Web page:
Palate cleanser at hand, I very much enjoyed the second glass. Half way through I noticed a slight change as the wine began to warm to room temperature. While still a little tannic, the latter half of each drink was a little velvety and ended with a little more oomph. A very muddled fruit taste lingered for several seconds before dissipating. Muddled may sound like a bad word. However, in this case it worked in the wine’s favor.
This bottle of ‘Pacato’ was an excellent wine for the price. I don’t see myself buying it again soon, but I will eventually. With a good flavor profile and a good balance between tannins and a swift finish, Pacato is worth trying at least once. I give it 6.5/10.
When opening the bottle of Chateau Les Tuileries, I was not sure what to expect. Wines in the $12 price range can be hit or miss.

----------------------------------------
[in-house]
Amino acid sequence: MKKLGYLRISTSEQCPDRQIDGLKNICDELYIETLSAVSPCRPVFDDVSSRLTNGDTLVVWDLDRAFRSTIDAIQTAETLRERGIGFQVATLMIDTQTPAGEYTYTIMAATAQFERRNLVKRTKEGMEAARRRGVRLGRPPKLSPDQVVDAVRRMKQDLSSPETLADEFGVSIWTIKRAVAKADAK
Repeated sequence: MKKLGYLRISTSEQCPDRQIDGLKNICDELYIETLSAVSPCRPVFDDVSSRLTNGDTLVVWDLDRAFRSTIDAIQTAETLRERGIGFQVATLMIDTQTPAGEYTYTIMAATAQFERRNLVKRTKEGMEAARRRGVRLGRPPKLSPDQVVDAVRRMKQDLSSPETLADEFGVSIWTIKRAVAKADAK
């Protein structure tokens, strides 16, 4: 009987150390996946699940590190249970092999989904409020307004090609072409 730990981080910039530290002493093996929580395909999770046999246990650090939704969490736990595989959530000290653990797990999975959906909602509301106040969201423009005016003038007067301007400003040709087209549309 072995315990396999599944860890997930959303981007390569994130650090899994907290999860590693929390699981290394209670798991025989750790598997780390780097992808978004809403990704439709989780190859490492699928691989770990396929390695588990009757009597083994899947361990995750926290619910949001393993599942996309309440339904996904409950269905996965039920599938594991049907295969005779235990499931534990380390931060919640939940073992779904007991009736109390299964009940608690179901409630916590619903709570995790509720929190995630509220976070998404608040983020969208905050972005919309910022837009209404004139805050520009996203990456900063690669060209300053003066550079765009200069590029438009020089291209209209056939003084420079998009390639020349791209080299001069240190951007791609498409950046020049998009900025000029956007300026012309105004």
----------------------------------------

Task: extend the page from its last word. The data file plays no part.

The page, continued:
The first thing I noticed was that it had legs to stretch. It was a solid three seconds before it came back to rest when I swirled my glass. The aroma was pleasing. Not sugary but still sweet like you would expect from a white wine you could drink on its own. The taste was light and smooth with nothing full about it; which was surprising with how long it took the legs to fall. It went down soft and finished with a hint of citrus or maybe apple. It was kind of hard to tell because of just how light it was.
After my first glass, I was left wanting more of the Bordeaux and more out of the Bordeaux. I decided to chill the bottle for my second glass and just like the first, it was simple and smooth. I sat for several minutes drinking and trying to come up with the right word for what I was tasting. Somewhere between watery and refreshing.
The Chateau Les Tuileries Bordeaux is a good wine. I could drink it while sitting around the house reading or with a pork roast that came out of the slow cooker. While refreshing and smooth, it has few notes and little to offer in way of flavor. It has earned a place in my collection but not something I will default to. A solid 6/10.